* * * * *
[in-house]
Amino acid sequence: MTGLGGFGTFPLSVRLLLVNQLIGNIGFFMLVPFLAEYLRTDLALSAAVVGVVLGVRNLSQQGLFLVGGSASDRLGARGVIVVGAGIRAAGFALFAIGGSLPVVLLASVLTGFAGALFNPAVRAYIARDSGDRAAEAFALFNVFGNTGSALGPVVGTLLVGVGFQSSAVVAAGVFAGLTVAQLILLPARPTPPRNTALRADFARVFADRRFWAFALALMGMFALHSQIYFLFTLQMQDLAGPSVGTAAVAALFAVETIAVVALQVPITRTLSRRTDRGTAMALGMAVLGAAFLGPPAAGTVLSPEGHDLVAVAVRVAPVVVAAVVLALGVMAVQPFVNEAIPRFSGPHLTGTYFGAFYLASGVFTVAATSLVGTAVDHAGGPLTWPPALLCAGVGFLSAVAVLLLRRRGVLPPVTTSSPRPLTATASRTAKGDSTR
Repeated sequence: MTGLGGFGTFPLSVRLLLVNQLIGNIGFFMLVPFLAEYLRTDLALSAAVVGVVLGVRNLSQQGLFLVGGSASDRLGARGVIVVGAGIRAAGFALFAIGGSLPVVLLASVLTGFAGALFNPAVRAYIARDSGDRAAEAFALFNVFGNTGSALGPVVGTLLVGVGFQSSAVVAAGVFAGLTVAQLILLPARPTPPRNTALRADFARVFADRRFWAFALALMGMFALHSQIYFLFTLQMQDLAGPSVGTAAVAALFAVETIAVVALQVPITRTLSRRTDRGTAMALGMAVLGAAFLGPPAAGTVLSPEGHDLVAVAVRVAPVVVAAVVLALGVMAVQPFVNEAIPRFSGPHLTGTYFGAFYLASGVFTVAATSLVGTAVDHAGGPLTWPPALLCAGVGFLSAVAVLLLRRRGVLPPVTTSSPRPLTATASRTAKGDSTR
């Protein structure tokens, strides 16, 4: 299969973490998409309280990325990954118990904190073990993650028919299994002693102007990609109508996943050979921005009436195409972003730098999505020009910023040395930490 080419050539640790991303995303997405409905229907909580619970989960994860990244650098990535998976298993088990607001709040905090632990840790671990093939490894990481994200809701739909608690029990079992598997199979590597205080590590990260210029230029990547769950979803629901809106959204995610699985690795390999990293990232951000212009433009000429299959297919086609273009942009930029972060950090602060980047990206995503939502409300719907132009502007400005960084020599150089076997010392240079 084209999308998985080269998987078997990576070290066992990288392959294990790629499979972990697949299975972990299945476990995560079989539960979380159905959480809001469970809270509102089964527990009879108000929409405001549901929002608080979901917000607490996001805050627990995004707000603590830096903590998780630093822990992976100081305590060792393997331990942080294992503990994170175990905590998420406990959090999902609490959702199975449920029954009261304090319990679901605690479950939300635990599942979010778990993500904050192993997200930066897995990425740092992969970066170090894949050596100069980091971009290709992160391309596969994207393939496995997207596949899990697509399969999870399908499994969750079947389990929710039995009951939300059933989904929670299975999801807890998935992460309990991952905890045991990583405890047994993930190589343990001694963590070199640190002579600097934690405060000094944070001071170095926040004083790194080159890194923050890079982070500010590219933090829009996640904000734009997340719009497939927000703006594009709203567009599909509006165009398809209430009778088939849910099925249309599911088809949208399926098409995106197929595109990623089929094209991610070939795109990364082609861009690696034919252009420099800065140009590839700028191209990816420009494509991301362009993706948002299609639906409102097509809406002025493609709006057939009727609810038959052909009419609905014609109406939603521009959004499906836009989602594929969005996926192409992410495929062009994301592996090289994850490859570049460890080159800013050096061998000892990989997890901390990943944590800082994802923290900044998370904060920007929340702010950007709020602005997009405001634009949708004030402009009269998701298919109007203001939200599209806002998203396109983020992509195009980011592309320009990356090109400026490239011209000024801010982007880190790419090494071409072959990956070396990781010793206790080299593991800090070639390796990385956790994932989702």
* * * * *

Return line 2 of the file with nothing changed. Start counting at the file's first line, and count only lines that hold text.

Amino acid sequence: MTGLGGFGTFPLSVRLLLVNQLIGNIGFFMLVPFLAEYLRTDLALSAAVVGVVLGVRNLSQQGLFLVGGSASDRLGARGVIVVGAGIRAAGFALFAIGGSLPVVLLASVLTGFAGALFNPAVRAYIARDSGDRAAEAFALFNVFGNTGSALGPVVGTLLVGVGFQSSAVVAAGVFAGLTVAQLILLPARPTPPRNTALRADFARVFADRRFWAFALALMGMFALHSQIYFLFTLQMQDLAGPSVGTAAVAALFAVETIAVVALQVPITRTLSRRTDRGTAMALGMAVLGAAFLGPPAAGTVLSPEGHDLVAVAVRVAPVVVAAVVLALGVMAVQPFVNEAIPRFSGPHLTGTYFGAFYLASGVFTVAATSLVGTAVDHAGGPLTWPPALLCAGVGFLSAVAVLLLRRRGVLPPVTTSSPRPLTATASRTAKGDSTR